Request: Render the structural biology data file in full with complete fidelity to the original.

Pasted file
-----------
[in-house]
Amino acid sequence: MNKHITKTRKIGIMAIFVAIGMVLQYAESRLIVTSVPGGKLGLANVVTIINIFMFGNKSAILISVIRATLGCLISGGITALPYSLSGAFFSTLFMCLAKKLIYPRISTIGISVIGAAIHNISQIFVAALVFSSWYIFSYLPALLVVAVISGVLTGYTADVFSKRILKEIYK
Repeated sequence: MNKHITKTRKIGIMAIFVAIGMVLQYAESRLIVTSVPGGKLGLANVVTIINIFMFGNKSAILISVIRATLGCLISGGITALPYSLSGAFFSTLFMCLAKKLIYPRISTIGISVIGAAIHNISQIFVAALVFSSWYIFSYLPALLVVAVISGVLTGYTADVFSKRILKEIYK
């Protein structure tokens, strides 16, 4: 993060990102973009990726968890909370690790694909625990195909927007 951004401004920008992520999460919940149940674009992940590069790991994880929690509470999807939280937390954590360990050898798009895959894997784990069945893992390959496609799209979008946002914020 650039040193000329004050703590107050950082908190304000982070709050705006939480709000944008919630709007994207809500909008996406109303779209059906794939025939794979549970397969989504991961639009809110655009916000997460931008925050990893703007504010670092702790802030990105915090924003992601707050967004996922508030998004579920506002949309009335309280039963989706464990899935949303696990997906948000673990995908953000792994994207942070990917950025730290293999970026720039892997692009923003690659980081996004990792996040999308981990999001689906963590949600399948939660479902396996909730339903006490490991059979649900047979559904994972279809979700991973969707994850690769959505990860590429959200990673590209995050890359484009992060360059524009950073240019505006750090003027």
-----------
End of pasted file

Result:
[in-house]
Amino acid sequence: MNKHITKTRKIGIMAIFVAIGMVLQYAESRLIVTSVPGGKLGLANVVTIINIFMFGNKSAILISVIRATLGCLISGGITALPYSLSGAFFSTLFMCLAKKLIYPRISTIGISVIGAAIHNISQIFVAALVFSSWYIFSYLPALLVVAVISGVLTGYTADVFSKRILKEIYK
Repeated sequence: MNKHITKTRKIGIMAIFVAIGMVLQYAESRLIVTSVPGGKLGLANVVTIINIFMFGNKSAILISVIRATLGCLISGGITALPYSLSGAFFSTLFMCLAKKLIYPRISTIGISVIGAAIHNISQIFVAALVFSSWYIFSYLPALLVVAVISGVLTGYTADVFSKRILKEIYK
């Protein structure tokens, strides 16, 4: 993060990102973009990726968890909370690790694909625990195909927007 951004401004920008992520999460919940149940674009992940590069790991994880929690509470999807939280937390954590360990050898798009895959894997784990069945893992390959496609799209979008946002914020 650039040193000329004050703590107050950082908190304000982070709050705006939480709000944008919630709007994207809500909008996406109303779209059906794939025939794979549970397969989504991961639009809110655009916000997460931008925050990893703007504010670092702790802030990105915090924003992601707050967004996922508030998004579920506002949309009335309280039963989706464990899935949303696990997906948000673990995908953000792994994207942070990917950025730290293999970026720039892997692009923003690659980081996004990792996040999308981990999001689906963590949600399948939660479902396996909730339903006490490991059979649900047979559904994972279809979700991973969707994850690769959505990860590429959200990673590209995050890359484009992060360059524009950073240019505006750090003027």